New Mishimoto Intake project

A New Mishimoto BRZ/FR-S Intake, Part 1: Reasoning and Prototyping
Another Intake?

Wait … Mishimoto already has an intake for the BRZ/FR-S. Why design a second one? As this question crosses your mind, we can provide a simple explanation.

We have had great success with our existing cold-air intake system for this chassis, and the feedback from our customer base has been fantastic. Here is a look at our current product.

After listening to our customers both directly and through web forums, we concluded that a second intake design was necessary for a completely different set of customers. Here are a few plans for our new design.

  • Engine-bay mounted, stock-appearing airbox setup
  • Easy installation and filter servicing
  • Fits with Mishimoto direct-fit oil cooler kit
  • Provide power gains over stock intake system

Our current intake system locates the filter behind the bumper. This requires bumper removal for both installation and filter servicing. Although this location would provide a rather cold air charge and would be less likely to experience filter heat-soak, we do realize that some folks are not interested in the slightly longer installation or servicing process.

Additionally, due to space constraints, several aftermarket intake options (engine-bay mounted) are not exactly compatible with our direct-fit oil cooler kit. We wanted to be sure that both of these products would function together without issue.

And finally, power gains. As with any intake upgrade, one expects a bit of extra power and torque, as well as an improvement in engine sound.
Prototype Development

As with other projects, development for this intake starts with stripping away the stock intake system.

We decided to start our system by creating the piping that would route from the throttle body to the air filter. Because we would be keeping the filter within the engine bay, we planned to utilize the stock air duct that feeds the stock airbox.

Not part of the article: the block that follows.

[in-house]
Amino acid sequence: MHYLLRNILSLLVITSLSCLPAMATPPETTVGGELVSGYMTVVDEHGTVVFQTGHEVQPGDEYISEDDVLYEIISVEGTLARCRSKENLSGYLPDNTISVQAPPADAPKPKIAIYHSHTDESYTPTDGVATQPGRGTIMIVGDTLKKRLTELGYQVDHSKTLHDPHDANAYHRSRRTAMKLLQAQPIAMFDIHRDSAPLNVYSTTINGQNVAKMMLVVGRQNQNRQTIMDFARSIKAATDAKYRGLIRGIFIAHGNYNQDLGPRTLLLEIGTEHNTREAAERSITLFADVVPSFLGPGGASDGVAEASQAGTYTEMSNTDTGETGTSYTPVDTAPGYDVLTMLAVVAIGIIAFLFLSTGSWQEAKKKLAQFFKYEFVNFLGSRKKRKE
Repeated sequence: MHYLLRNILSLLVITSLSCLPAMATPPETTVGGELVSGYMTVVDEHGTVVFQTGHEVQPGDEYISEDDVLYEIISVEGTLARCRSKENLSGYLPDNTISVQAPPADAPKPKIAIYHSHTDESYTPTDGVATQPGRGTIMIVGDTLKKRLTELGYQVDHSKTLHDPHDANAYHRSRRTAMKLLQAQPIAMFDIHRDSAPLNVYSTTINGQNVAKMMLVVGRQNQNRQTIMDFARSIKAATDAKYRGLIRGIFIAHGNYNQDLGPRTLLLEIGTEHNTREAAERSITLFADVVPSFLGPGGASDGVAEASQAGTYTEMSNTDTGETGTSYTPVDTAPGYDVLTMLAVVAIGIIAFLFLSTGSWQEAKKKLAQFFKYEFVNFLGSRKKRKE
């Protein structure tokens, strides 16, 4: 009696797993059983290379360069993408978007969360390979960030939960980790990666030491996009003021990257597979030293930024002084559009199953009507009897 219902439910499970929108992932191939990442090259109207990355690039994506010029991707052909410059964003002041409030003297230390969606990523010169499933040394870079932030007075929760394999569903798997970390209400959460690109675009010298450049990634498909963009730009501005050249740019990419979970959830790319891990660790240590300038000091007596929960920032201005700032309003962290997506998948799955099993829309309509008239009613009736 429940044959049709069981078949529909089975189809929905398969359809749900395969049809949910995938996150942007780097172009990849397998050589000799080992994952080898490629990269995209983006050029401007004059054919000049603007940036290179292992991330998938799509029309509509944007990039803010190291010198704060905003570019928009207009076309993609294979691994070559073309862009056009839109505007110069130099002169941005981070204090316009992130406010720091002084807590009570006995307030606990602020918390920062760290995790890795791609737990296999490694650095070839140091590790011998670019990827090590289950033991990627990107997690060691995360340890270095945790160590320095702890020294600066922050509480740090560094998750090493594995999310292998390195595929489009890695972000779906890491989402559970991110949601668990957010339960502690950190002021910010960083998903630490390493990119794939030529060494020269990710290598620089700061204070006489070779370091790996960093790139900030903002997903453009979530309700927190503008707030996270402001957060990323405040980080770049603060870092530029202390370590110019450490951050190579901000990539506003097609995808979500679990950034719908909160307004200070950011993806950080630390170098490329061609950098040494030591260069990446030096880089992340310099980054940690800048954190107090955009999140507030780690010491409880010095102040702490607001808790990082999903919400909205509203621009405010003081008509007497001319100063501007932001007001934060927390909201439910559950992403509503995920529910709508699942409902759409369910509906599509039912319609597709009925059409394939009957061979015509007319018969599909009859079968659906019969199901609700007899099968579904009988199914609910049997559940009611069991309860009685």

So we took the necessary measurements and modeled a design in 3D. We then decided to test our new 3D printer to produce a functioning prototype to test fitting and airbox development.

A few things to note about this piece. We are eliminating the noise generator and the intake resonator. A majority of 86 owners remove the sound generator, but we are confident that our customers will be pleases with our intake and with sound it produces, without the additional piping.

We are also utilizing our mass air filter (MAF) housing with an air straightener, both of which are included in our first intake kit. The air straightener helps promote laminar (smooth) airflow past the MAF sensor. This will provide the same drivability you will experience with the stock intake.

Last, we are also utilizing our oiled air filter. This unit provides greater flow and surface area compared to the stock paper filter, which should result in improved power output. This filter is fully serviceable and will not require replacement over time, unlike the stock filter.
Coming Up!

Check back next time for a look at our process for creating the intake box design!


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